SPOILERS: This review contains details from episode three season six of Game of Thrones. Don't read if you haven't seen the show.

In what seems to be the pattern for season six, this episode is less about the action and revelations and more about the set up as all storylines point to something big coming next week.

Sam is back and he's taking Giilly to stay at his place in Horn Hill while he goes off to become a Maester so that he can help Jon "when the time comes".

READ MORE:
TV Review: Game of Thrones, season six, episode two
Thoughts on Thrones: Things have gone seriously off-book

Bran is still warging into the past, this time watching his father attempt to reach his sister in the Tower of Joy. So it seems the next episode will see the return of Lyanna Stark (at least, via Bran-vision).

Advertisement

This is especially exciting as many fans have theorised that Lyanna Stark and Rhaegar Targaryen are Jon Snow's real parents, making Snow not only kin to Danaerys, but a real contender for the Iron Throne.

Speaking of Dany, she's in trouble again - having been taken to the Dothraki HQ to find out she was supposed to join some kind of Dothraki old wives' club as soon as Khal Drogo died, but because she continued on alone instead, she's now in a heap of trouble.

The wives of Khals are supposed to join some special Dothraki club, but Dany didn't.
The wives of Khals are supposed to join some special Dothraki club, but Dany didn't.

While she's gone though, Tyrion and Varys seem to be running things in Mereen with the council of Grey Worm and Missandei.

But back at King's Landing, Varys' little birds - who have turned out to be street children - have been snapped up by Cersei and sent off to keep an eye on her enemies.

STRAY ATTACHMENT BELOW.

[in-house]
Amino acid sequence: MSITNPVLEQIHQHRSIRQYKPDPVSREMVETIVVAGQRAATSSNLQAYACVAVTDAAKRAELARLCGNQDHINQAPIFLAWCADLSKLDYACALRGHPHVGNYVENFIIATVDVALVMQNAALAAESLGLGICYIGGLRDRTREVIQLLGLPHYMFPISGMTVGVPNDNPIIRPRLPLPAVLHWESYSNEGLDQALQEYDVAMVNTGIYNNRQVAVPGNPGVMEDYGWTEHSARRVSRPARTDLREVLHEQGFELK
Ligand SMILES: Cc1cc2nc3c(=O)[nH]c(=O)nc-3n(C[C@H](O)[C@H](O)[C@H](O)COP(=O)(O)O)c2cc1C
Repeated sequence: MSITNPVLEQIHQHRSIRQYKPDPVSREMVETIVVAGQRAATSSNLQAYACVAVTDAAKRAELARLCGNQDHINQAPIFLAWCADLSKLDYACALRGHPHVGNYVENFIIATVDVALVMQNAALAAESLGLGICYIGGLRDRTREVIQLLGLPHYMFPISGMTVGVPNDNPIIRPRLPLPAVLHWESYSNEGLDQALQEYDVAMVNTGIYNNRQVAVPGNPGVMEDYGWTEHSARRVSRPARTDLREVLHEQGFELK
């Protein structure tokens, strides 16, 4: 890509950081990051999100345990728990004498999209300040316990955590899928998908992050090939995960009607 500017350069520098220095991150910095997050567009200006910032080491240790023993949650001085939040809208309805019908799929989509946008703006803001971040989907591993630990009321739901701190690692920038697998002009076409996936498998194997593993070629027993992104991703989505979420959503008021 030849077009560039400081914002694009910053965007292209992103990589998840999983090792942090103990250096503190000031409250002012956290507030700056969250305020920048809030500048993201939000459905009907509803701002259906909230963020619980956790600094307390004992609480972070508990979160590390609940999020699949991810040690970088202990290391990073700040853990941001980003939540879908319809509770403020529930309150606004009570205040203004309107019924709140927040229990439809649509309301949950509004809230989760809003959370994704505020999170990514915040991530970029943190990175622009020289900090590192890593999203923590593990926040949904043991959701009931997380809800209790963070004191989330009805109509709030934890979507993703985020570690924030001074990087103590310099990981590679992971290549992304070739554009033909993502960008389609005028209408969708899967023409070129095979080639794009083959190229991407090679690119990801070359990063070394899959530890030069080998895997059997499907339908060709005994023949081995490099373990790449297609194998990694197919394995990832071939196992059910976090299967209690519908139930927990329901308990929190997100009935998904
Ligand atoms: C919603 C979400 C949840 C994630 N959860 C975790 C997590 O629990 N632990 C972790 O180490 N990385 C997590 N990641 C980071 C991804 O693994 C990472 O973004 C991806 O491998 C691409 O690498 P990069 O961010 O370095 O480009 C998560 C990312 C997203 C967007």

She and Jaime are shut out of a meeting of the King's council, where Lady Olenna is looking smug as ever reminding Cersei that Margaery is the real queen.

Though Margaery may be a widow soon, as Tommen is getting uncomfortably cosy with the High Sparrow who seems to be winning favour with the young king (despite having forced his mother to undertake a so-called "walk of atonement").

In Braavos, Arya has just got herself a hero-style training montage and finally beat the girl that's been attacking her daily. As a reward, she gets her eyesight back and looks set to step up now that her training's complete.

Now that she can see again, Arya seems more resolute than ever - but what's she going to do?
Now that she can see again, Arya seems more resolute than ever - but what's she going to do?

There's no word of Sansa this episode, but young Rickon Stark has finally made a reappearance - in the worst way possible.

He and wildling Osha have just been gifted to Ramsay Bolton, along with the head of yet another dead dire wolf (seriously, where is Nymeria? #PrayForNymeria).

Most importantly though, Jon Snow is back amongst the living, and everyone at Castle Black is convinced he's a God.

Everyone except Tormund Giantsbane (the new leader of the wildlings), who marches right up to Snow and says he knows he's not a God because, "what kind of God would have a pecker that small?" (Good one, Tormund).

At first it seems like a time to celebrate, but later, Snow hangs his murderers in quite a graphic scene which sees a so-far deathless episode clock up four deaths at once - including a lingering shot of Olly's blue face, presumably for the enjoyment of everyone who hasn't forgiven him for taking the first stab at Snow.

After cutting the rope to send them hanging himself, Snow takes off his cloak and hands it over telling the men he doesn't care what they do because, "my watch has ended".

Jon Snow is leaving the wall - question is, where is he going?

-NZ Herald